Between Durali and Dovan there was a significant new avalanche fall – perhaps the one we had heard the afternoon previously. The many porters and trekkers who make the passing each day had already made a good pathway and we scooted across as quickly as was safely possible. I shiver to imagine being the first person to edge across.

We paused to enjoy a snug lunch as the rain fell outside and the resumed walk in the light hail was again quite enjoyable in its own way (I fully appreciated my rain jacket and change of socks though!). The bamboo forest was even prettier than it seemed on the way up and we delighted in the fecund dripping green, the slanting sunlight, bird calls and occasional butterflies. We walked right under a family of gambolling monkeys (Grey Rangurs perhaps?) which, for monkeys, were quite cute.

Actually, cuteness is one of several reasons (the others being less crowding and more flowers) to visit Nepal in March rather than the true high season (October). March is the Himalayan spring and we must have encountered hundreds of incredibly cute baby animals: tiny chicks, puppies, goat kids, buffalo, cattle and yak calves, foals but, sadly, no kittens.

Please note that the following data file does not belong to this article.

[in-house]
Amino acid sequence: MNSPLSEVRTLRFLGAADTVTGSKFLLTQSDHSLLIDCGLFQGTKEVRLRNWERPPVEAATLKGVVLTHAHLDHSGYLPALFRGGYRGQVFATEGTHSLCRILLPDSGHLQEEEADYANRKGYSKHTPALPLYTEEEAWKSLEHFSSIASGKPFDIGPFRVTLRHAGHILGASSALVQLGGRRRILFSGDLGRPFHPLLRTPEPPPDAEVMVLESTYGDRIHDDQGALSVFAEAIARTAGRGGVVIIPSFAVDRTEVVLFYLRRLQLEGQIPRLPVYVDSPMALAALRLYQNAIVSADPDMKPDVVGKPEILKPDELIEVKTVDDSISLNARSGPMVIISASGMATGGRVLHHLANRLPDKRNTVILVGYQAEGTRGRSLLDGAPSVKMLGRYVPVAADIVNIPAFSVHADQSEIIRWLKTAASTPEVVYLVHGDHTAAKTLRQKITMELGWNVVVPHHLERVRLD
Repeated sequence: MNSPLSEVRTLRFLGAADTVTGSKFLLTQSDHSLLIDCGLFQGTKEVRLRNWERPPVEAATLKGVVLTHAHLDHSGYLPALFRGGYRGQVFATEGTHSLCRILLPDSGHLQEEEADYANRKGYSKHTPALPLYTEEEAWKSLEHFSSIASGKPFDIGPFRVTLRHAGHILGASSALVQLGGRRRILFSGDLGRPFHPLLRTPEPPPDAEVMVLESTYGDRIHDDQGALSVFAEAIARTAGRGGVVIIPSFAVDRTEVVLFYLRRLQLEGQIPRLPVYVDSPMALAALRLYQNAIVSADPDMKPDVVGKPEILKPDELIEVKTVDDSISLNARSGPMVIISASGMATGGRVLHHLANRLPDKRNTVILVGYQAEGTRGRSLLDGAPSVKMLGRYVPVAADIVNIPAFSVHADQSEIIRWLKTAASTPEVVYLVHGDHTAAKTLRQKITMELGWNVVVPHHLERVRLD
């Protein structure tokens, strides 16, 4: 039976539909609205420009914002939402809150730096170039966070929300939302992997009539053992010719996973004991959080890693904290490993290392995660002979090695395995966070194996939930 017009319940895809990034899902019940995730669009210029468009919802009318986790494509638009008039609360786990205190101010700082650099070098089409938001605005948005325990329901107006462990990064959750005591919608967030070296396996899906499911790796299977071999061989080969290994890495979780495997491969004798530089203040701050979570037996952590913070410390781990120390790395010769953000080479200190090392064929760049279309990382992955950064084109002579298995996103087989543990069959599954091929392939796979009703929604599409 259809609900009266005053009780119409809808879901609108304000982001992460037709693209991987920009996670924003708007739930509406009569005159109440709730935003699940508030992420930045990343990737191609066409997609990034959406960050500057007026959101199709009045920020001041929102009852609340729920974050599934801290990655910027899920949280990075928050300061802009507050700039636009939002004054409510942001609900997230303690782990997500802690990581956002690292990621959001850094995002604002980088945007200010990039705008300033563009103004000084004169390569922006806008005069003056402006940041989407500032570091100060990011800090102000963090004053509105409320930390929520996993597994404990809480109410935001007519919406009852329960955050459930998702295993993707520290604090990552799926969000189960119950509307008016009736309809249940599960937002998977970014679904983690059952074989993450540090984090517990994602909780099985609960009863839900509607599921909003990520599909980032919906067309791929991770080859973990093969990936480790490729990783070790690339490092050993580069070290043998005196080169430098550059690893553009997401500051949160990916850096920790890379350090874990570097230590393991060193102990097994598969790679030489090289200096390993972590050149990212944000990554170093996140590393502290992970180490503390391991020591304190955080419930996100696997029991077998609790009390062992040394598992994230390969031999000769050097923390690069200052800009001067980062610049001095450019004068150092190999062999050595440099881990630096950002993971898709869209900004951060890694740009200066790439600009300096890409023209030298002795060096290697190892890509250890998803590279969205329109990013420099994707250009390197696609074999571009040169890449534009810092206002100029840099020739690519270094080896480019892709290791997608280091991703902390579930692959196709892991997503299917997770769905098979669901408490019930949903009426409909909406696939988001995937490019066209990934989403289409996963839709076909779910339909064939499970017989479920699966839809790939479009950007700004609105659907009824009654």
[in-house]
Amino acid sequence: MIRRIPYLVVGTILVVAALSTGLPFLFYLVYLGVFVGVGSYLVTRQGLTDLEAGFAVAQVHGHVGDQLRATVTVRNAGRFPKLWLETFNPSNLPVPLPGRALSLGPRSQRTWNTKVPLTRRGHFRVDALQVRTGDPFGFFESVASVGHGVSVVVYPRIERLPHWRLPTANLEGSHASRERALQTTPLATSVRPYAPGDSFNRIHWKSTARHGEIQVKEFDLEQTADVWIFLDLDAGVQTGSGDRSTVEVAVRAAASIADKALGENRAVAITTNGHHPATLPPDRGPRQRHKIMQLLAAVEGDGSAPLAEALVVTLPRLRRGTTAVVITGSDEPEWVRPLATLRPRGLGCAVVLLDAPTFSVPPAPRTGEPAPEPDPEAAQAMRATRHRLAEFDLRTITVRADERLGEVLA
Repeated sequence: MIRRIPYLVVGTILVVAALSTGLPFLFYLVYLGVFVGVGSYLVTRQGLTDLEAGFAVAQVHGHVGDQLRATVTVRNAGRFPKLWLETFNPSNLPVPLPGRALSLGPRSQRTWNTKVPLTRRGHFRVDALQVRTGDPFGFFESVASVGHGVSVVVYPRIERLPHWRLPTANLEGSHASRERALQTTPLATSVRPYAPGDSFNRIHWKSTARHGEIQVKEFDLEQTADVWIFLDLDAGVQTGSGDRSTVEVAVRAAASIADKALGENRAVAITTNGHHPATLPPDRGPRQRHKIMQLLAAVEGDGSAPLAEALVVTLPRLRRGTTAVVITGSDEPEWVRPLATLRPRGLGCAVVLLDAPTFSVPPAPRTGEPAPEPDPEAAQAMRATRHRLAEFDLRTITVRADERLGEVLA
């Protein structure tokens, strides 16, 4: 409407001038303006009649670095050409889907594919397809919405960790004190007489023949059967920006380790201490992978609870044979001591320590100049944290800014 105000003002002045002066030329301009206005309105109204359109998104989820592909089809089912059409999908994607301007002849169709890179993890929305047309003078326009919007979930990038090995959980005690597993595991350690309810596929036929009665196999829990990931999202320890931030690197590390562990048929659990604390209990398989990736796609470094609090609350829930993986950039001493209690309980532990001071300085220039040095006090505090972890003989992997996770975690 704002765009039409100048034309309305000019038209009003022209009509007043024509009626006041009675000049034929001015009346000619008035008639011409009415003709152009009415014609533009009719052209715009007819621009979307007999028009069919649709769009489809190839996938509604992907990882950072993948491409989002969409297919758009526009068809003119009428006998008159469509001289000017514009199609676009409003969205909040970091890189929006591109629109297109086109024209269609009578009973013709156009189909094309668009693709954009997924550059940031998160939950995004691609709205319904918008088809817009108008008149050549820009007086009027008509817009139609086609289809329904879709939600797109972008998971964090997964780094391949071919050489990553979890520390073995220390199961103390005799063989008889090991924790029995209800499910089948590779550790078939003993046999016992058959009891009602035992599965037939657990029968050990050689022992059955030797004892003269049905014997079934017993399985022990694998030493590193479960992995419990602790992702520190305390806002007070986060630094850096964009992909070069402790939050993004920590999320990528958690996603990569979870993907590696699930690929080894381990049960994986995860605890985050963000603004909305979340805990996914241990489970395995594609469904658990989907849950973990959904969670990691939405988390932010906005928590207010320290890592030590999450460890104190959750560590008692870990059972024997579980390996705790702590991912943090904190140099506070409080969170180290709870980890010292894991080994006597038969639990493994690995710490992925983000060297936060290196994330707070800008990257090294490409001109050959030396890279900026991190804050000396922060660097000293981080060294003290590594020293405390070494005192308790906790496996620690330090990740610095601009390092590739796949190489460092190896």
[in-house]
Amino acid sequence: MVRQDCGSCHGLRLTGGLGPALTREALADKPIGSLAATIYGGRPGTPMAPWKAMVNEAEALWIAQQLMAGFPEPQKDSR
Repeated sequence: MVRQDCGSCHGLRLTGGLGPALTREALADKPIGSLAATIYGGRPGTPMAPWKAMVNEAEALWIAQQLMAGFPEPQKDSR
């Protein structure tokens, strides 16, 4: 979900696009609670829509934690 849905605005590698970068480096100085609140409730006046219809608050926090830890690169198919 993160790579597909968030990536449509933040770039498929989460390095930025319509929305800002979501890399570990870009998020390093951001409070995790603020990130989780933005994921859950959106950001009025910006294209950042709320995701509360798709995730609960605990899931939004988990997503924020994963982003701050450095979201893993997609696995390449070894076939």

The next day’s walk to Jhinudanda was very hot and I cleverly remembered to apply sunscreen on my face, neck and hands. Pity I neglected my wrists, which were pink for several days afterwards. We passed many porters who were carrying quite insane loads – weighing as much as or even more than the porters themselves. Apparently most of these were in aid of camping trips for tourists. One older man I met at a rest stop had a huge dent in his head from years of carrying these ridiculous loads. If you couldn’t happily carry it on the flat I don’t think you should be asking someone to carry it uphill, especially when you are paying next to nothing.

From Jhinudana those with animal names walked down to the hot springs. On the way we passed some absolutely luscious white orchids, dripping from trees and rocks. It was delightful to relax enjoy the view of the river and it’s huge smooth boulders and white tumbling water from the comfort of the warm baths. The mouthful of rum and coke was also surprisingly enjoyable. After a good long soak we walked back up, spotting more orchids, a jungle fowl and a few quail.

Dinner was tasty and involved being mesmerised by Indian T.V soaps. I could so easily become addicted.

Day ten of our walk dawned bright and sunny and I draped all available scraps of fabric across my pink wrists and over my head. We left the Dutch girls at a fork in the road, as they turned down towards their lift to Pokhara. We ambled on, stopping at all the shady places, rising up through terraced farms. At one point we came across a perfect ferny gully – cool and shady and green. We were also lucky enough to spot a couple of Ospreys circling quite low. I wouldn’t want to be the mouse they were hunting.